Police officers, prison guards and airport-security workers are among the public-safety employees resistingvaccines, with showdowns over the issue in the works as deadlines to get the shots arrive.
Law enforcement officers were among the first front-line workers to be offered coronavirus vaccines, yet by most accounts their vaccination rates are below or about the same as figures for the public at large.
In Chicago, the union representing 13,000 police officers is advising members to ignore a mandate from Mayor Lori Lightfoot to get vaccinated against COVID-19 by Friday. If officers don't get vaccinated or agree to be tested twice a week at their own expense, the city says it'll suspend them without pay.
The city's stance had John Catanzara, head of Chicago's police union, warning that Chicago streets may be patrolled by only half its workforce this weekend.
"All I can tell you is, if we suspect the numbers are true, and we get a large number of our members to stand firm on their beliefs that this is an overreach, and they are not going to supply the information in the portal, or submit to testing, then it's safe to say the city of Chicago will have a police force at 50%, or less, for this weekend coming up," Catanzara told his members in a recent Youtube video.
Lightfoot, however, is not backing off her mandate, which applies to all city workers, including police officers. "The only way that we can maximize safety in our workforce is to get people vaccinated," Lightfoot told a news conference this week.
"It's just stunning to me, frankly, in light of the challenges his membership has had with deaths," said Lightfoot of Catanzara. She noted that the city buried four police officers last year, all of whom died from COVID-19. "We don't want to lose any more police officers," she added.
Cops lost to COVID-19
Chicago is not alone in losing cops to COVID. The virus killed more police officers nationwide last year than all other causes combined, according to data from the National Law Enforcement Officers Memorial Fund.
The hesitancy to get immunized persists even after the deaths of more than 460 law enforcement officers since the pandemic began, all from COVID-19 contracted on the job. Coronavirus was the most common cause of duty-related deaths in 2020 and 2021, according to the Officer Down Memorial Page. That's more than four times the number of duty-related deaths from gunfire.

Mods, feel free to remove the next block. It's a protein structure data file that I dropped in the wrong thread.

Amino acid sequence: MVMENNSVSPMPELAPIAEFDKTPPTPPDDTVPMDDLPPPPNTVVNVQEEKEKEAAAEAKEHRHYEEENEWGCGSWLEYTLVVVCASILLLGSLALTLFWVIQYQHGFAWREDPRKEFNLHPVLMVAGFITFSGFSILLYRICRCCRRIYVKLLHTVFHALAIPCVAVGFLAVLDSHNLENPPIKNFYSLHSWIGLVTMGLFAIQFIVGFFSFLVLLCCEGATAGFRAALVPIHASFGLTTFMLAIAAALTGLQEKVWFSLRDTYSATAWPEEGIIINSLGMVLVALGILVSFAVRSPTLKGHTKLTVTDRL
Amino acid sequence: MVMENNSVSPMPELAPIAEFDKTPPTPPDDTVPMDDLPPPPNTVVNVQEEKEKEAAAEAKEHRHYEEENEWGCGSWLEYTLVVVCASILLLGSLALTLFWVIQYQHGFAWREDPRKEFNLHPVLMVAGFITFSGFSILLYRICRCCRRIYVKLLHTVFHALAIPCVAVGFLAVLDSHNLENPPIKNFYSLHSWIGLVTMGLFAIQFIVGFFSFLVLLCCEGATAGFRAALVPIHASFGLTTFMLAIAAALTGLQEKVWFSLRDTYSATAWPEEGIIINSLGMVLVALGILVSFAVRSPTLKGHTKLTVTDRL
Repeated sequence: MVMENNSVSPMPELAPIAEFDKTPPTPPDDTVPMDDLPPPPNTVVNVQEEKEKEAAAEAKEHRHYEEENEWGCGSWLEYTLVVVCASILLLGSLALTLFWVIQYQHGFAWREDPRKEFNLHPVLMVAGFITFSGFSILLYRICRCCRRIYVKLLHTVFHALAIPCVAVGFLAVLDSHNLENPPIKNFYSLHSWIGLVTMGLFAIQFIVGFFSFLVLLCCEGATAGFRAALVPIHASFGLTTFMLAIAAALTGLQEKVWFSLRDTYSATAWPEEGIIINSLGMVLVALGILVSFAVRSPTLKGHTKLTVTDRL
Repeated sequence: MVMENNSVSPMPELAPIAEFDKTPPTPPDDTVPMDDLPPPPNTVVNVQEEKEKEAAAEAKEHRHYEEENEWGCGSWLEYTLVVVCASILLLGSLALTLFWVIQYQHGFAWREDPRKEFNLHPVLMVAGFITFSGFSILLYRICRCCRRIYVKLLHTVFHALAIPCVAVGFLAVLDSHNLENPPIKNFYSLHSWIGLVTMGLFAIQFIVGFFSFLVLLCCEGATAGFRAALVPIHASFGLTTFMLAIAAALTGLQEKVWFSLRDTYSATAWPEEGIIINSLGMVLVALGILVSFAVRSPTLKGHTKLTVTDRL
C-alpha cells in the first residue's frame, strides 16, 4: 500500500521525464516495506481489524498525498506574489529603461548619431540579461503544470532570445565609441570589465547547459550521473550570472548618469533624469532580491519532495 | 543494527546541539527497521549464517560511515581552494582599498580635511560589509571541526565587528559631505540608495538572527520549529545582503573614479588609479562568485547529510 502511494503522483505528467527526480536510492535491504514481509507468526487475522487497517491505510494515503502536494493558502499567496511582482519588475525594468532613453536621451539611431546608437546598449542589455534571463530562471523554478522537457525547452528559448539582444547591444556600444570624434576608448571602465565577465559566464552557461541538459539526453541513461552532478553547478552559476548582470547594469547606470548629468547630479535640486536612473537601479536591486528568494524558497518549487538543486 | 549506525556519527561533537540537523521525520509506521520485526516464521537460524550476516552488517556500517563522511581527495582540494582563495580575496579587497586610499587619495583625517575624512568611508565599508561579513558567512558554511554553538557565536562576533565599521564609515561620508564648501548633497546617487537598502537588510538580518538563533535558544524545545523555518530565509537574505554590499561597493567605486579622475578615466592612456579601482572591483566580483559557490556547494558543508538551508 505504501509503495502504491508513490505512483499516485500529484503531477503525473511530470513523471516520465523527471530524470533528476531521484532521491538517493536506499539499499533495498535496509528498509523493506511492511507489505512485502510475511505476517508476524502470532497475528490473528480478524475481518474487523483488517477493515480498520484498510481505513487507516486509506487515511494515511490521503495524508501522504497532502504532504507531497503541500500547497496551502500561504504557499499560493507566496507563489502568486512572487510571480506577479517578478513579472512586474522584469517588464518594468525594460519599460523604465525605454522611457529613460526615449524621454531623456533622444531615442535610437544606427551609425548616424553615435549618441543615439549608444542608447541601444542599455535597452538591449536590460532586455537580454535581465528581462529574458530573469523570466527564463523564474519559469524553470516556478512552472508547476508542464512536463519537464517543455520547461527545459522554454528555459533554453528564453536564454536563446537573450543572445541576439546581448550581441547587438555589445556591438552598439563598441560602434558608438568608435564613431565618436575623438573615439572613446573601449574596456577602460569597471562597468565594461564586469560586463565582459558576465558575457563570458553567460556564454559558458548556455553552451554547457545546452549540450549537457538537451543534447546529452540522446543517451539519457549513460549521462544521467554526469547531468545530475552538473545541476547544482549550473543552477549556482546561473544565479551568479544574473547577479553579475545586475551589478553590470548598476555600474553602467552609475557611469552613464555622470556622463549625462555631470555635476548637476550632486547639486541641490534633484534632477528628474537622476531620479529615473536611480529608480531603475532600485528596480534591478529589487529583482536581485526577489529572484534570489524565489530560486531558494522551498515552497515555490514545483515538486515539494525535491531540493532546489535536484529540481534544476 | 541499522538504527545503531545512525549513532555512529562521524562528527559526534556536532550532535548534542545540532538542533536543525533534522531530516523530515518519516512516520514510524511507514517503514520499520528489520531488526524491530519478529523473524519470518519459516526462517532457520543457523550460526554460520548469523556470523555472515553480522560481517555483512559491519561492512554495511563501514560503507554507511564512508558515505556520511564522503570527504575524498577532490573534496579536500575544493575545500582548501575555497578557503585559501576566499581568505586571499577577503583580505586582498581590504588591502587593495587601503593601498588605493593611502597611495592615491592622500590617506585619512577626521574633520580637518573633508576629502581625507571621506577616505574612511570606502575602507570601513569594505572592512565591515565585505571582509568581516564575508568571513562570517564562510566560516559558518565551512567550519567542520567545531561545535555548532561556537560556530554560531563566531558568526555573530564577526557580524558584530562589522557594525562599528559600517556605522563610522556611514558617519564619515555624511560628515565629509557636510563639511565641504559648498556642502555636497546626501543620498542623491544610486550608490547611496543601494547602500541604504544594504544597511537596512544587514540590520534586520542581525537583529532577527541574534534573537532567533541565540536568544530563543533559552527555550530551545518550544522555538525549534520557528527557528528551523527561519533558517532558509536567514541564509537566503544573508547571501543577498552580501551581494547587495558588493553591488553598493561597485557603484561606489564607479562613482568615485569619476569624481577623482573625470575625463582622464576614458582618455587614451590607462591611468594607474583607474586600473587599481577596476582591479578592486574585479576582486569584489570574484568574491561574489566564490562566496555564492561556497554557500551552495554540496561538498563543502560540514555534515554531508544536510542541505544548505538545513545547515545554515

The Los Angeles police department has been a major source of vaccine resistance among the city's tens of thousands of workers, although the city's police chief last week reported nearly two-thirds, or 65%, of LAPD employees as vaccinated, according to the Los Angeles Daily News.
Up until mid-September, LAPD had pegged its vaccination rate at about 46%.
A probe by the Los Angeles Times into more than 2,500 coronavirus cases within public safety agencies in Los Angeles County determined that more than half came from police and fire departments, according to a local CBS affiliate.
Los Angeles city employees are required to be vaccinated by October 19, and L.A. county workers had faced an October 1 deadline.
Nearly 900 Los Angeles fire personnel, mostly firefighters, have signed onto a notice of intent to sue the city if they are terminated for not being vaccinated by Tuesday's deadline. That's roughly a quarter of the department's 3,700 employees.
And the L.A. County sheriff last week said he would. "I don't want to be in a position to lose 5%, 10% of my workforce overnight on a vaccine mandate," Sheriff Alex Villanueva said in a Facebook Live event.
Shortages in Seattle
Elsewhere on the West Coast, Seattle's police department is dispatching detectives and nonpatrol officers to handle emergency calls due to a shortage of patrol officers. The union representing Seattle police workers predicts staffing woes will worsen as city employees face an October 18 deadline to be vaccinated. About 200 of the 1,075 active police officers have not yet submitted their vaccine status, according to Fox News.
The issue is also flaring up on the East Coast, including in Massachusetts, where roughly 42,000 state workers face an October 17 deadline to be fully vaccinated or risk being fired.
Viewed as among the strictest in the U.S. as it does not allow workers to get regular tests in lieu of vaccination, Republican Governor Charlie Baker's mandate was welcomed by human service workers but challenged by others, including unions representing prison guards and state troopers.
A federal judge in Worcester is now considering a bid to postpone Baker's mandate by the union for 4,000 state prison guards. A similar legal challenge by the union representing 1,800 state troopers was rejected last month in Massachusetts Superior Court, according to CBS Boston.
Dozens of troopers plan to quit over the governor's edict, but just one has definitely said he'll do so, according to Michael Cherven, president of the State Police Association of Massachusetts. The union has reported 80% of its members are vaccinated.
The reluctance to get vaccinated extends to federal employees in charge of public safety.
The Transportation Security Administration says four-in-10 of its employees — including screeners — are not vaccinated against COVID-19 as a federal deadline looms. Civilian federal government workers must be fully vaccinated by November 22, the Monday before Thanksgiving, one of the busiest travel times of the year.
"About 60% of our workforce has been vaccinated; that number needs to go quit a bit higher over the next few weeks," TSA Administrator David Pekoske told CNN.